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SERMON 10/6/19 Pentecost 17C Proper 22 St. Monica’s Episcopal Church


Doubt and Faith

It should not surprise you that I am a liturgical traditionalist and that I love the hymnody and traditions of the Episcopal Church.  I have a little secret to share with you. I do love Christian music that you may not hear played on Sunday mornings, and at one time, I played guitar and drums in a band at the parish that sent us to seminary.  Specifically, I have loved the music by a band called Third Day, and their songs strike a spiritual chord in me, which I cannot explain.

Maybe it is the strong voice of the lead singer, who has been influenced by artists like Rich Mullins, or groups like U2 and Lynyrd Skynyrd.  Maybe it is the way the band weaves into their southern rock genre, deeply stirring, spiritually passionate, and emotionally striking lyrics.  Several years ago, I was struggling with my faith, and one night I heard the band’s song “Cry Out to Jesus” for the first time.  It touched emotions in me that I could not explain.  The chorus of the song is:

There is hope for the helpless Rest for the weary And love for the broken heart And there is grace and forgiveness Mercy and healing

He’ll meet you wherever you are

Cry out to Jesus.

Yes, in my desperate state that night I cried out to Jesus, and every time I hear that song today, it brings tears to my eyes.  Like me, I bet many of you in this journey of faith have wanted to just walk away and go back to the way life was before.  I bet there have been times that you have wanted to cry out to Jesus, but the answers you hoped for did not come.  Look at us though, here we are today still coming to the church, still seeking answers, still looking for hope, rest, love, grace, and forgiveness.

God has been faithful to us in the dark times, always providing us with just enough faith, to keep us on the path and not allow us to stray too far away.  Nonetheless, we still think having faith is based on NOT having any doubts, about never straying from the path, and never thinking of quitting.  We forget that doubt and uncertainty is at the core of this journey of faith.

Those early disciples had doubts and they struggled to believe Jesus.  Many of them abandoned him when he was arrested.  Only a few were with him at the crucifixion, and even after they saw him raised from the dead, they did not fully believe.  Thanks be to God, something happened in their lives, the power of the Holy Spirit touched them deeply and they let go of what held them back from being vulnerable to the overwhelming power of God’s grace.  We are here today because a rag-tag band of followers decided to have faith even when they felt they only had a speck of faith.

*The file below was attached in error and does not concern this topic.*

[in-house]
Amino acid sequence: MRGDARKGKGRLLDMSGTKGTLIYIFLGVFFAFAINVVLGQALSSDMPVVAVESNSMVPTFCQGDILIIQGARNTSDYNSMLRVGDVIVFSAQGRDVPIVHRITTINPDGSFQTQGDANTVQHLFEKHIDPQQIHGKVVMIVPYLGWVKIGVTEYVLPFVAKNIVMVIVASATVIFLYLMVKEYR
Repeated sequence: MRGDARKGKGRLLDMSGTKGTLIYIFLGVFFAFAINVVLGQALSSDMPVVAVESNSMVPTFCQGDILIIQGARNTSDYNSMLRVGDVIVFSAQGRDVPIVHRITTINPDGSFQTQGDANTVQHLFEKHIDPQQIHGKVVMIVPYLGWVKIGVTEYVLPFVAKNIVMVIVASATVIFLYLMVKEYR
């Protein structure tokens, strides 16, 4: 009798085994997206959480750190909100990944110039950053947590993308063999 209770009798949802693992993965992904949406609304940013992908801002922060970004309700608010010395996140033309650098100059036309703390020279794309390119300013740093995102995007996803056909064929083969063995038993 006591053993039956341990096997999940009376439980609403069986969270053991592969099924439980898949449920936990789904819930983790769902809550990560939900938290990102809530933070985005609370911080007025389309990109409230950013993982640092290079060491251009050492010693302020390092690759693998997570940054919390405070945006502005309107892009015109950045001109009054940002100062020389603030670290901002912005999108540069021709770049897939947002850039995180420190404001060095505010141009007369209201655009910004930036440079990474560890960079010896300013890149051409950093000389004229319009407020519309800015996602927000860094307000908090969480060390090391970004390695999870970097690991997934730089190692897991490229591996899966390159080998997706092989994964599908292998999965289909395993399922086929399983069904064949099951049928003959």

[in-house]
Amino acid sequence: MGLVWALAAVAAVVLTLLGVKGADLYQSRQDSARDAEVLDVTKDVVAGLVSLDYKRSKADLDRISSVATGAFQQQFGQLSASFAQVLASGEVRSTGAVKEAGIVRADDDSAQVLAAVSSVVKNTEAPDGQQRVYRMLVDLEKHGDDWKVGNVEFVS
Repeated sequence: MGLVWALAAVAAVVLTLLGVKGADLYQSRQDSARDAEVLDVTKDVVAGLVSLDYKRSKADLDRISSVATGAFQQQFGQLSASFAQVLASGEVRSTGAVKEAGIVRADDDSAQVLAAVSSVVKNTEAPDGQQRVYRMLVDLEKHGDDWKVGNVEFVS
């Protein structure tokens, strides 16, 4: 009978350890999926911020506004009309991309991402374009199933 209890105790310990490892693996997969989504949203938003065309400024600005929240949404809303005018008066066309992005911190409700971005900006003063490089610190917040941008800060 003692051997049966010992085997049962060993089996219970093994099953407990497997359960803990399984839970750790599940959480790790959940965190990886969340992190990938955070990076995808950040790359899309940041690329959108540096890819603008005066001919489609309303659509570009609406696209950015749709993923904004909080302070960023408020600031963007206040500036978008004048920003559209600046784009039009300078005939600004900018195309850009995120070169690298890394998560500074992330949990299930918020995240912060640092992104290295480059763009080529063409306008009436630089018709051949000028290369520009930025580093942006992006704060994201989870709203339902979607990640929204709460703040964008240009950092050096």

Faith and Trust

The apostles said to the Lord, “Increase our faith!”   Many of us are like them and say, “I sure wish I had more faith,”  but I think we may be confused about what faith really is, and what it is not.  Some think faith is a list of doctrines, practices, or they even believe faith is an affiliation with a religious organization. Webster defines faith as “complete trust or confidence in someone or something.”  Faith is really trusting in God.

Webster defines trust as a “firm belief in the reliability, truth, ability, or strength of someone or something.”  Faith is trusting and having confidence in God.  The Apostle Paul understood what faith really is.  He encouraged young Timothy to live in faith as he did, when he wrote these words, “I know the one in whom I have put my trust, and I am sure that he is able to guard until that day what I have entrusted to him.”   Thinking of faith as trust, we hear the apostles ask for Jesus’ help this way, “Increase our trust in you.”    So, were they asking Jesus to prove himself, because they really did not fully trust him yet?

I wonder what we all need from Jesus in order for him to increase our trust in him.  Maybe we hope for a miraculous sign to prove his identity.  Maybe we hope he would overthrow the afflictions in our lives to demonstrate what is really possible.  Maybe we trust in ourselves too much, and rely on what we are able to accomplish all alone.  If we must trust in our own abilities then, there is no room to trust the One, in whom all things are possible.  We need to ask ourselves daily, “Do we really trust Jesus all the time, even when doubt creeps in, and when all around us is falling apart?”

Faith in Bad Times; Faith in Good Times